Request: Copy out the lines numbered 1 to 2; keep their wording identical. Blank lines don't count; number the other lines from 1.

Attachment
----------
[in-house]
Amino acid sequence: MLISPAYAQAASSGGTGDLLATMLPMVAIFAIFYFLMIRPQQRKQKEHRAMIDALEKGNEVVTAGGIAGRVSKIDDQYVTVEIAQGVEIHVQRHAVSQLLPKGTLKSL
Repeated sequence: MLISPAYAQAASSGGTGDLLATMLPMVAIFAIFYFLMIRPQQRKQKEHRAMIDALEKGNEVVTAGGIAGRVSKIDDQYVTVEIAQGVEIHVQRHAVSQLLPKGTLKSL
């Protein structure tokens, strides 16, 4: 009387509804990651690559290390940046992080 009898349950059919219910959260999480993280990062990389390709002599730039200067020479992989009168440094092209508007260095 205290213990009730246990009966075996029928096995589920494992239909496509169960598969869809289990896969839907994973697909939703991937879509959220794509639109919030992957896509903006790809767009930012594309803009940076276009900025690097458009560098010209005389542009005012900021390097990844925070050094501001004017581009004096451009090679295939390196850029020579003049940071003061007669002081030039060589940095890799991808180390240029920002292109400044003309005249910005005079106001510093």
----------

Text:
[in-house]
Amino acid sequence: MLISPAYAQAASSGGTGDLLATMLPMVAIFAIFYFLMIRPQQRKQKEHRAMIDALEKGNEVVTAGGIAGRVSKIDDQYVTVEIAQGVEIHVQRHAVSQLLPKGTLKSL